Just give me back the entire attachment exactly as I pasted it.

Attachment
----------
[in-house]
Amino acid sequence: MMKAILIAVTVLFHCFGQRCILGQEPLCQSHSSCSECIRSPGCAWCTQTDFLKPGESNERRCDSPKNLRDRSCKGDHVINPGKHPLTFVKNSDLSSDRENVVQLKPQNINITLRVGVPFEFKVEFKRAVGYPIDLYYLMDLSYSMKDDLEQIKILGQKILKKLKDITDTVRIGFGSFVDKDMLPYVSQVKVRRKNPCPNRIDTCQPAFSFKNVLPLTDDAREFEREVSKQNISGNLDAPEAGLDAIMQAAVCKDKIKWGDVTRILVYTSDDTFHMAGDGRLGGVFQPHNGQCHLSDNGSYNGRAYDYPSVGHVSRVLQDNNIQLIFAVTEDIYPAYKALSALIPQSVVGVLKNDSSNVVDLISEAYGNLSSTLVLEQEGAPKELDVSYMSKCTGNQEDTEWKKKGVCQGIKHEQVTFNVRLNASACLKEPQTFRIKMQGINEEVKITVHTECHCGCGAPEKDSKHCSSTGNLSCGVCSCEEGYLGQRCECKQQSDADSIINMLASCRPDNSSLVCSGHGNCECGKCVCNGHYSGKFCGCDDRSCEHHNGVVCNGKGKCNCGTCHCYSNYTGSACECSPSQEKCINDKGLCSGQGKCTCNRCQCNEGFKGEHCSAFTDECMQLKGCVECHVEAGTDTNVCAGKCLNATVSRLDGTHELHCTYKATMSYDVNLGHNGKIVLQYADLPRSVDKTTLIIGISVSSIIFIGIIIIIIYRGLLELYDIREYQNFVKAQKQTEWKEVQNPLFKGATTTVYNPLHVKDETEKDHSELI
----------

[in-house]
Amino acid sequence: MMKAILIAVTVLFHCFGQRCILGQEPLCQSHSSCSECIRSPGCAWCTQTDFLKPGESNERRCDSPKNLRDRSCKGDHVINPGKHPLTFVKNSDLSSDRENVVQLKPQNINITLRVGVPFEFKVEFKRAVGYPIDLYYLMDLSYSMKDDLEQIKILGQKILKKLKDITDTVRIGFGSFVDKDMLPYVSQVKVRRKNPCPNRIDTCQPAFSFKNVLPLTDDAREFEREVSKQNISGNLDAPEAGLDAIMQAAVCKDKIKWGDVTRILVYTSDDTFHMAGDGRLGGVFQPHNGQCHLSDNGSYNGRAYDYPSVGHVSRVLQDNNIQLIFAVTEDIYPAYKALSALIPQSVVGVLKNDSSNVVDLISEAYGNLSSTLVLEQEGAPKELDVSYMSKCTGNQEDTEWKKKGVCQGIKHEQVTFNVRLNASACLKEPQTFRIKMQGINEEVKITVHTECHCGCGAPEKDSKHCSSTGNLSCGVCSCEEGYLGQRCECKQQSDADSIINMLASCRPDNSSLVCSGHGNCECGKCVCNGHYSGKFCGCDDRSCEHHNGVVCNGKGKCNCGTCHCYSNYTGSACECSPSQEKCINDKGLCSGQGKCTCNRCQCNEGFKGEHCSAFTDECMQLKGCVECHVEAGTDTNVCAGKCLNATVSRLDGTHELHCTYKATMSYDVNLGHNGKIVLQYADLPRSVDKTTLIIGISVSSIIFIGIIIIIIYRGLLELYDIREYQNFVKAQKQTEWKEVQNPLFKGATTTVYNPLHVKDETEKDHSELI